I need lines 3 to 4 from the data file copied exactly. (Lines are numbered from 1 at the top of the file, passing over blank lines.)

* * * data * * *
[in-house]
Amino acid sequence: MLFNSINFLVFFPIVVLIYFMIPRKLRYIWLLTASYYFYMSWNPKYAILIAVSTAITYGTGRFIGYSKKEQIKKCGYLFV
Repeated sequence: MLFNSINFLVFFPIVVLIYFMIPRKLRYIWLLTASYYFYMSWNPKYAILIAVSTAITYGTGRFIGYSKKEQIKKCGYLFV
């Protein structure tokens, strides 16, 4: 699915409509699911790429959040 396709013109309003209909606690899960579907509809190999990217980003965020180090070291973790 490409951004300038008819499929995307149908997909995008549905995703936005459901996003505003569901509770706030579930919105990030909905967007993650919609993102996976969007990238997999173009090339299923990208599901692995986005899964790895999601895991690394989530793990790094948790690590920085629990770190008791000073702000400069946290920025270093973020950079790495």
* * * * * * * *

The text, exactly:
Repeated sequence: MLFNSINFLVFFPIVVLIYFMIPRKLRYIWLLTASYYFYMSWNPKYAILIAVSTAITYGTGRFIGYSKKEQIKKCGYLFV
């Protein structure tokens, strides 16, 4: 699915409509699911790429959040 396709013109309003209909606690899960579907509809190999990217980003965020180090070291973790 490409951004300038008819499929995307149908997909995008549905995703936005459901996003505003569901509770706030579930919105990030909905967007993650919609993102996976969007990238997999173009090339299923990208599901692995986005899964790895999601895991690394989530793990790094948790690590920085629990770190008791000073702000400069946290920025270093973020950079790495």